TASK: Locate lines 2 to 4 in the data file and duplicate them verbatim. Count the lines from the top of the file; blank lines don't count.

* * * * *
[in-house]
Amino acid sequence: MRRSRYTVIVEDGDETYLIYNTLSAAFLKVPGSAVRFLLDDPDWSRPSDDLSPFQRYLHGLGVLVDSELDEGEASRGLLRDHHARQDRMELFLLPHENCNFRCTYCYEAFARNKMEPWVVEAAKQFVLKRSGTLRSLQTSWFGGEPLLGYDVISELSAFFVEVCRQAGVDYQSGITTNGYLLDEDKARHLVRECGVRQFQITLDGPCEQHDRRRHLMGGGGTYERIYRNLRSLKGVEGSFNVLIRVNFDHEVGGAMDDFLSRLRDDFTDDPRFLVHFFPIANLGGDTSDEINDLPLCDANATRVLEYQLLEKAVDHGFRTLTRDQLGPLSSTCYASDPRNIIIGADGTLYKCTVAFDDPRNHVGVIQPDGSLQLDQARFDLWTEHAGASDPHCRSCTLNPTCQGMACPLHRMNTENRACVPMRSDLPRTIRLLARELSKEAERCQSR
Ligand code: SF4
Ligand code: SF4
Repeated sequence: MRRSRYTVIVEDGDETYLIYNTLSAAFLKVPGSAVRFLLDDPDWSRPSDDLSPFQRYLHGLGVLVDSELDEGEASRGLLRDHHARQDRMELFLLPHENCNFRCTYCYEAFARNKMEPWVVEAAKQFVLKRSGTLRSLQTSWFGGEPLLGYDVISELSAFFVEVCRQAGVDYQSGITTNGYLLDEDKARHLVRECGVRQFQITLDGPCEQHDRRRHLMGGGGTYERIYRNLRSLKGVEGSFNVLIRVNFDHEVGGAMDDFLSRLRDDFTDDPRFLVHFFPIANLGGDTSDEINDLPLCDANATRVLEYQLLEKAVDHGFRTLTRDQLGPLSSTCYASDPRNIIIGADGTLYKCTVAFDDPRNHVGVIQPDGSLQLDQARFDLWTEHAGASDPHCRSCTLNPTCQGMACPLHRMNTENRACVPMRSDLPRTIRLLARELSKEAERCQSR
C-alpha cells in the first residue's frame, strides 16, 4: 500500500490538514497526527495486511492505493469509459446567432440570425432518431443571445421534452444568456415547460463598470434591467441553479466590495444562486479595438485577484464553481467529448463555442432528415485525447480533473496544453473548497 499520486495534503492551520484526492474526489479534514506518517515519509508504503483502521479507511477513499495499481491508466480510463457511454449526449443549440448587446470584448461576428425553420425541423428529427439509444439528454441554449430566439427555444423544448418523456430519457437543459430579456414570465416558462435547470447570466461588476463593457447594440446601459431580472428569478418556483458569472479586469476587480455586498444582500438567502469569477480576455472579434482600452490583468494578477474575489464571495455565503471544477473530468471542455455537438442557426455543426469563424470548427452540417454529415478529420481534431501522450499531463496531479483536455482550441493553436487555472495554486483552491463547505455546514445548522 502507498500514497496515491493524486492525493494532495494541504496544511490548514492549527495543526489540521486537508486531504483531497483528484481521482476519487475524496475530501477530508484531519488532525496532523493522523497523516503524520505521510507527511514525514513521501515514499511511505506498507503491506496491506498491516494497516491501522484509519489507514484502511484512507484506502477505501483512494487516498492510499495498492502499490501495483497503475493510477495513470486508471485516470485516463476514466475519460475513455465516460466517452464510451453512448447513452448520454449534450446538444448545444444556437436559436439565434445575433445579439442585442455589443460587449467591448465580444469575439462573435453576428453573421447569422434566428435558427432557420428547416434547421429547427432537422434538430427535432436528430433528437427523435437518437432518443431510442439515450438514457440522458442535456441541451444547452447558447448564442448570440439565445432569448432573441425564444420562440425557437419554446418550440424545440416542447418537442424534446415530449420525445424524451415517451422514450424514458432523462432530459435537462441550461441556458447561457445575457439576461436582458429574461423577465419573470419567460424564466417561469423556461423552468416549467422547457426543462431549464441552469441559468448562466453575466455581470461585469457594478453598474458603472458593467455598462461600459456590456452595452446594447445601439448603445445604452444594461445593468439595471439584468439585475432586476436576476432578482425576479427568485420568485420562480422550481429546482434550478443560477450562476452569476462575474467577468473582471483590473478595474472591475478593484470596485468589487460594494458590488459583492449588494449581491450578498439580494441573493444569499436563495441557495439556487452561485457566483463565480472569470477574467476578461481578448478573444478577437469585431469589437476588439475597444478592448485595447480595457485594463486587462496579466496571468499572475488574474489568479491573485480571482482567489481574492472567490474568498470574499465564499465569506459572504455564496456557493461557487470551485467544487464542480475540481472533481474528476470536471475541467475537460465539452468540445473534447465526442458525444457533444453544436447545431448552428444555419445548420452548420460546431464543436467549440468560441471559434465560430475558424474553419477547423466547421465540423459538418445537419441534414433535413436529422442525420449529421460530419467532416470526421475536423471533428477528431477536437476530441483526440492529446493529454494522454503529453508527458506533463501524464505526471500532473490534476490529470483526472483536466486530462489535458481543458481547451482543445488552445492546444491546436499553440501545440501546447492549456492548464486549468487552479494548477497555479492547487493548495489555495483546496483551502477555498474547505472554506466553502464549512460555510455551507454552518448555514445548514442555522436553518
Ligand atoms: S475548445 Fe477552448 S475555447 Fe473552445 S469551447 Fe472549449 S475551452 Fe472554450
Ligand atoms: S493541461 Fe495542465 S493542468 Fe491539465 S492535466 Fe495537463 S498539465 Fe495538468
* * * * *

Amino acid sequence: MRRSRYTVIVEDGDETYLIYNTLSAAFLKVPGSAVRFLLDDPDWSRPSDDLSPFQRYLHGLGVLVDSELDEGEASRGLLRDHHARQDRMELFLLPHENCNFRCTYCYEAFARNKMEPWVVEAAKQFVLKRSGTLRSLQTSWFGGEPLLGYDVISELSAFFVEVCRQAGVDYQSGITTNGYLLDEDKARHLVRECGVRQFQITLDGPCEQHDRRRHLMGGGGTYERIYRNLRSLKGVEGSFNVLIRVNFDHEVGGAMDDFLSRLRDDFTDDPRFLVHFFPIANLGGDTSDEINDLPLCDANATRVLEYQLLEKAVDHGFRTLTRDQLGPLSSTCYASDPRNIIIGADGTLYKCTVAFDDPRNHVGVIQPDGSLQLDQARFDLWTEHAGASDPHCRSCTLNPTCQGMACPLHRMNTENRACVPMRSDLPRTIRLLARELSKEAERCQSR
Ligand code: SF4
Ligand code: SF4